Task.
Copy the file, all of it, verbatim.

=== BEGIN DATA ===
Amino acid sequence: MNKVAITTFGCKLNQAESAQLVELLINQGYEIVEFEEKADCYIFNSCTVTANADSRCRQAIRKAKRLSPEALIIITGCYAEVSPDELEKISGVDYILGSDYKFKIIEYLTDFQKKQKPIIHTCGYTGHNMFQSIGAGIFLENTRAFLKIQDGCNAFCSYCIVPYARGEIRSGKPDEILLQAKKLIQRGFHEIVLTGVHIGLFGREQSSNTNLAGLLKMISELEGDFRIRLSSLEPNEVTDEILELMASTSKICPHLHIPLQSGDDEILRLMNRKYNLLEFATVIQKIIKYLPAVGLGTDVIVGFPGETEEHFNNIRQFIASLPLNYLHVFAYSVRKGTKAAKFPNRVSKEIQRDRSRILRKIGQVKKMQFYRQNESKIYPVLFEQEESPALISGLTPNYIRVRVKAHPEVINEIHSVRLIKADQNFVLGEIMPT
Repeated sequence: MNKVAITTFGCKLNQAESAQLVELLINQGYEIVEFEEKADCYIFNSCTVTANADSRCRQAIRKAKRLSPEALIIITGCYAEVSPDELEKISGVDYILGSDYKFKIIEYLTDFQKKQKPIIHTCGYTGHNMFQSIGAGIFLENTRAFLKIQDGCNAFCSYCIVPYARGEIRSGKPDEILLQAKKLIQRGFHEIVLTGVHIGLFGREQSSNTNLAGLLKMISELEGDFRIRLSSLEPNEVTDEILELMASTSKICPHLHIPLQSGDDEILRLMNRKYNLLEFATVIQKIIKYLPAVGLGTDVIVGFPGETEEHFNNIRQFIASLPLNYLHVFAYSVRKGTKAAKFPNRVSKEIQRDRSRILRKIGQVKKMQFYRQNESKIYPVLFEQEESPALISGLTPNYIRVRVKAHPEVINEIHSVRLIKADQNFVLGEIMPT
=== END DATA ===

Amino acid sequence: MNKVAITTFGCKLNQAESAQLVELLINQGYEIVEFEEKADCYIFNSCTVTANADSRCRQAIRKAKRLSPEALIIITGCYAEVSPDELEKISGVDYILGSDYKFKIIEYLTDFQKKQKPIIHTCGYTGHNMFQSIGAGIFLENTRAFLKIQDGCNAFCSYCIVPYARGEIRSGKPDEILLQAKKLIQRGFHEIVLTGVHIGLFGREQSSNTNLAGLLKMISELEGDFRIRLSSLEPNEVTDEILELMASTSKICPHLHIPLQSGDDEILRLMNRKYNLLEFATVIQKIIKYLPAVGLGTDVIVGFPGETEEHFNNIRQFIASLPLNYLHVFAYSVRKGTKAAKFPNRVSKEIQRDRSRILRKIGQVKKMQFYRQNESKIYPVLFEQEESPALISGLTPNYIRVRVKAHPEVINEIHSVRLIKADQNFVLGEIMPT
Repeated sequence: MNKVAITTFGCKLNQAESAQLVELLINQGYEIVEFEEKADCYIFNSCTVTANADSRCRQAIRKAKRLSPEALIIITGCYAEVSPDELEKISGVDYILGSDYKFKIIEYLTDFQKKQKPIIHTCGYTGHNMFQSIGAGIFLENTRAFLKIQDGCNAFCSYCIVPYARGEIRSGKPDEILLQAKKLIQRGFHEIVLTGVHIGLFGREQSSNTNLAGLLKMISELEGDFRIRLSSLEPNEVTDEILELMASTSKICPHLHIPLQSGDDEILRLMNRKYNLLEFATVIQKIIKYLPAVGLGTDVIVGFPGETEEHFNNIRQFIASLPLNYLHVFAYSVRKGTKAAKFPNRVSKEIQRDRSRILRKIGQVKKMQFYRQNESKIYPVLFEQEESPALISGLTPNYIRVRVKAHPEVINEIHSVRLIKADQNFVLGEIMPT